Is it time to give Illinois better rules governing how police use photos to help victims identify crime suspects?
The importance of photo identifications has been underscored by the case of an Oklahoma State basketball player, Darrell Williams, who was convicted last month of sexual battery and two counts of rape by instrumentation. Supporters say he is a victim of misidentification. The judge has delayed sentencing so he can consider a defense motion claiming new evidence had been found.
In this case, police showed the victims a photo of the basketball team to see if the victims could identify the suspect. That's not a recommended procedure (although the procedure wasn't as significant as in some cases because one of the women the police interviewed already knew Williams' identity from seeing him play basketball).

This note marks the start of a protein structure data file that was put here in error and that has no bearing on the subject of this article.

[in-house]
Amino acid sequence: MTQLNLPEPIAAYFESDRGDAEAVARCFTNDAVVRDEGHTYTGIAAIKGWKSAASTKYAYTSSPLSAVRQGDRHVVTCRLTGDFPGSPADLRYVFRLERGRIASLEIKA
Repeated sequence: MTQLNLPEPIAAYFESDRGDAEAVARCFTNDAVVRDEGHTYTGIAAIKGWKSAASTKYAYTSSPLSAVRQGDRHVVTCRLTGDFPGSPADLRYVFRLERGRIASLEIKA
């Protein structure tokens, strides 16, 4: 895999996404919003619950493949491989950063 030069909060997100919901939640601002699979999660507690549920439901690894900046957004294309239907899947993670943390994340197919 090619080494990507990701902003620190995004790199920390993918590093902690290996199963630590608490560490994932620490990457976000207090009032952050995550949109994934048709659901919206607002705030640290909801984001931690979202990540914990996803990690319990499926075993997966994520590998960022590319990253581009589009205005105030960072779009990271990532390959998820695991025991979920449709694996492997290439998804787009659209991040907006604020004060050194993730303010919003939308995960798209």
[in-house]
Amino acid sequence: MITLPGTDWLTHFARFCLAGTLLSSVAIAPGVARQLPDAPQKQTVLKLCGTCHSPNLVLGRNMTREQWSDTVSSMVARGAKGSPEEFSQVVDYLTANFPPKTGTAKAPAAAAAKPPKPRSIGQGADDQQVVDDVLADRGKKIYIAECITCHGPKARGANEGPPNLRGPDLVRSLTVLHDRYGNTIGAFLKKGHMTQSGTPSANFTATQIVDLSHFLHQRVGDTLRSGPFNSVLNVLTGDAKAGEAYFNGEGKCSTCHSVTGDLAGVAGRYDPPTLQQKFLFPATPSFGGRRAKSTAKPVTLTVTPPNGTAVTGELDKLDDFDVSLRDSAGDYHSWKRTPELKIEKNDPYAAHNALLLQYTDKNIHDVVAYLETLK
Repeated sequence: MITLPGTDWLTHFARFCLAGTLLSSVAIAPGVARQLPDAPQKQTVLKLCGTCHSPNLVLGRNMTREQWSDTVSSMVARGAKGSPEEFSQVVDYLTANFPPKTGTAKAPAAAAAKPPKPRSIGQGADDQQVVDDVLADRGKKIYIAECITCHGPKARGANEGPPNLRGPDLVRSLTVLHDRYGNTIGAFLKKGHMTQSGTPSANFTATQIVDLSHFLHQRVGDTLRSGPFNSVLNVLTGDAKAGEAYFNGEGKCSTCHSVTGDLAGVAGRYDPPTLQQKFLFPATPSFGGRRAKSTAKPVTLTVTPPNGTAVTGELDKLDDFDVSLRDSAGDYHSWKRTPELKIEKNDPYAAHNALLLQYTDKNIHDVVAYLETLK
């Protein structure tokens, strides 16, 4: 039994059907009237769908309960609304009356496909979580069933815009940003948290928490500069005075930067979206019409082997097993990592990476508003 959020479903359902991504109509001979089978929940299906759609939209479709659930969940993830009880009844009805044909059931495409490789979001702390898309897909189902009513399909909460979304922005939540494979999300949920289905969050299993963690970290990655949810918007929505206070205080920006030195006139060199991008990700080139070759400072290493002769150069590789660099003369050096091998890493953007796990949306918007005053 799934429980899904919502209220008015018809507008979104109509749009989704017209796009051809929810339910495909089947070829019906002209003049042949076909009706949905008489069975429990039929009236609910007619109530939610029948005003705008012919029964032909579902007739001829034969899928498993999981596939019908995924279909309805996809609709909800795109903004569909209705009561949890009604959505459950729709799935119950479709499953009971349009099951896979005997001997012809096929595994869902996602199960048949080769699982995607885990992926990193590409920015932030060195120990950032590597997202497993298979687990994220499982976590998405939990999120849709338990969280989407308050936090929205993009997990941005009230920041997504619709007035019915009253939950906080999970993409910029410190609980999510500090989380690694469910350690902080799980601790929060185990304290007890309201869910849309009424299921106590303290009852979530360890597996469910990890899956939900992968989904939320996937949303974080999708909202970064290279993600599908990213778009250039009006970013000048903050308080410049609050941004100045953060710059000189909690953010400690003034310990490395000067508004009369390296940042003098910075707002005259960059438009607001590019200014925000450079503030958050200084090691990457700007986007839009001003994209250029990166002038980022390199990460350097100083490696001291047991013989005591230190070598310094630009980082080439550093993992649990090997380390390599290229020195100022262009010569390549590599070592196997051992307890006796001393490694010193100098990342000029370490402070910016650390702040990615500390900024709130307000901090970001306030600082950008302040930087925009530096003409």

A new push in the Illinois Legislature is being considered to require "double-blind" lineups of suspects and sequential photo lineups.
When double-blind lineups are used, neither the witness nor the police conducting the lineup are told who the suspect is, which guards against deliberately or unconsciously tipping the results one way or the other.
With sequential photo lineups, victims are shown photos of suspects one at a time instead of being presented with an array all at once. Research has shown the sequential process cuts down on misidentification.
Eyewitness misidentification is the single greatest cause of wrongful convictions nationwide, according to the Innocence Project, which works to free innocent people who have been sent to prison.
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